Is there a taste of spirituality?
In the post 1 Why be interested on spirituality today I suggested, as an essential reason to be seriously interested in spirituality, the fact that we are inside it, it is part of the outlets of our age and our culture. In all honesty, I had also written that anyone, however, could find with no difficulty reasons to ignore it: not necessarily any part of our today’s culture deserves to the same extent to be cultivated and researched for. Assuming, therefore, that spirituality is an important part of today’s world culture, why should we cultivate it, among many other things that likewise circulate and may be the subjects of equal interest? The reasons of interest, at least apparently, rational (to cultivate it because it is a good thing or because it is a right thing) are easily demolished by a simple relativistic criticism. On the other hand, we also said that the essence of spirituality is not rationality, but experience; we therefore wonder whether the experience of spirituality contains attracting elements that are not reflection, but taste, pleasure, flavor.
In the search for a possible taste, however, we will need to remember that it can also be vitiated or lost; humanly it can happen to find taste for what destroys us, as it can be, for example, smoking. It follows that walking for a spirituality, for which we try to also find a taste, must consist, among other things, also in an education of our taste to what appears at present most valuable and constructive to us.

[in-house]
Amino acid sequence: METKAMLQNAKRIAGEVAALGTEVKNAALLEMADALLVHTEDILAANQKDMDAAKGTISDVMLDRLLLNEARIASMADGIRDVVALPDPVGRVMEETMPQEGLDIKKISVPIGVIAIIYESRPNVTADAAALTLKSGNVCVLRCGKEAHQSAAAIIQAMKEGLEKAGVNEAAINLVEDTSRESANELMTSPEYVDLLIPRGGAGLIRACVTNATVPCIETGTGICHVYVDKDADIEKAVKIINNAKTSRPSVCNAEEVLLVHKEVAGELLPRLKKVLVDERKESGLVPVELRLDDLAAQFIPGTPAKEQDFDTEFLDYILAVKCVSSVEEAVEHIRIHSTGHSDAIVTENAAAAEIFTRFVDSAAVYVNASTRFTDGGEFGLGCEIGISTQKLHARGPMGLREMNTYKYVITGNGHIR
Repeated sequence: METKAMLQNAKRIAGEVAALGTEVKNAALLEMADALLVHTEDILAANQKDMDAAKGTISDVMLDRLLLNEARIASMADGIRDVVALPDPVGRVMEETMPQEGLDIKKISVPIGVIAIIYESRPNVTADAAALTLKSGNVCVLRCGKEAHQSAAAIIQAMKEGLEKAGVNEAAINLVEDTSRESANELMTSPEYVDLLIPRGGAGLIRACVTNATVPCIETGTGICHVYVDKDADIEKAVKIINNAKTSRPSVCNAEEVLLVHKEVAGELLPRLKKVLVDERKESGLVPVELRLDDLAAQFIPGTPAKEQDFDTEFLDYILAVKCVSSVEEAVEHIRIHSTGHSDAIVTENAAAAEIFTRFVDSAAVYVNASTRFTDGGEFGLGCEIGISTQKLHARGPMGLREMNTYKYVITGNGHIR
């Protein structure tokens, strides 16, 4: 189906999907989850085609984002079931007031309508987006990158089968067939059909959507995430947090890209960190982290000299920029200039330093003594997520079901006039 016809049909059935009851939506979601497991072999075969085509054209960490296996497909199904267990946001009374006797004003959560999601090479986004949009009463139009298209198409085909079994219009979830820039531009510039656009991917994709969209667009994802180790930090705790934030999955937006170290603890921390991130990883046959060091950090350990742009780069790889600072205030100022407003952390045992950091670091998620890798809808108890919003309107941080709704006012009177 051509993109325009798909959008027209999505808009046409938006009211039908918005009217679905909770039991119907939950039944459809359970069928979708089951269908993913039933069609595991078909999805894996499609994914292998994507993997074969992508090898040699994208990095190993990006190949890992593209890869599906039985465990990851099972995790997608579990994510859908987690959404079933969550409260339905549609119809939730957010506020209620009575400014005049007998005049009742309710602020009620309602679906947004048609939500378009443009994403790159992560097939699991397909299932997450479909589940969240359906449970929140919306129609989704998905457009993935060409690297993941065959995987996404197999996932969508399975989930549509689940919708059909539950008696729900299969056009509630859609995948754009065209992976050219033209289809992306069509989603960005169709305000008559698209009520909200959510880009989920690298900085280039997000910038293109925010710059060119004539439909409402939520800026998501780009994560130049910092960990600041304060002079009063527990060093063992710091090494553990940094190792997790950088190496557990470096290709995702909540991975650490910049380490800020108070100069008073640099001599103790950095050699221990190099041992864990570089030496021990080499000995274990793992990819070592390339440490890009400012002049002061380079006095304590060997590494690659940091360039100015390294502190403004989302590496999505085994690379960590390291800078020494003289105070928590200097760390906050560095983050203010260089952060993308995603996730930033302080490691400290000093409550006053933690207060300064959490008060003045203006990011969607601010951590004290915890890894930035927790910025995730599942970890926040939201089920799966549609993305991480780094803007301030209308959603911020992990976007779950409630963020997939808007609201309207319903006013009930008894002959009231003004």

Another motivation similar to that of the taste is constituted by the fact that educating ourselves, in addition to creating in us a connoisseurs taste, also creates sensitivity, i.e. being able to be aware of things for which otherwise we would be blind; things that from certain points of view, especially the point of view of “blind” people, could appear of little or no value, and that instead, from the point of view of those who did experience, may be deemed worthy of very different appreciation and a consequent research efforts.
We are considering all this without implying any judgment of objective value: nothing proves that dying of cancer from smoking is not better than living a healthy life; here we simply rely on the sensitivity and the education that we find in ourselves in the present, in an attempt to exercise them accompanying them with a growth and self-criticism mindset.
Once we understand the criteria by which to proceed, we can move on to consider in more detail the specific reasons to appreciate silence. In fact it is quite easy to identify the taste of spiritual experiences lived passively; in our path we are interested in searching for the taste of the most active ways of spiritual experience, among which silence stands out particularly.
Go to the discussion on this page in the forum.
Last update: 4 June 2016.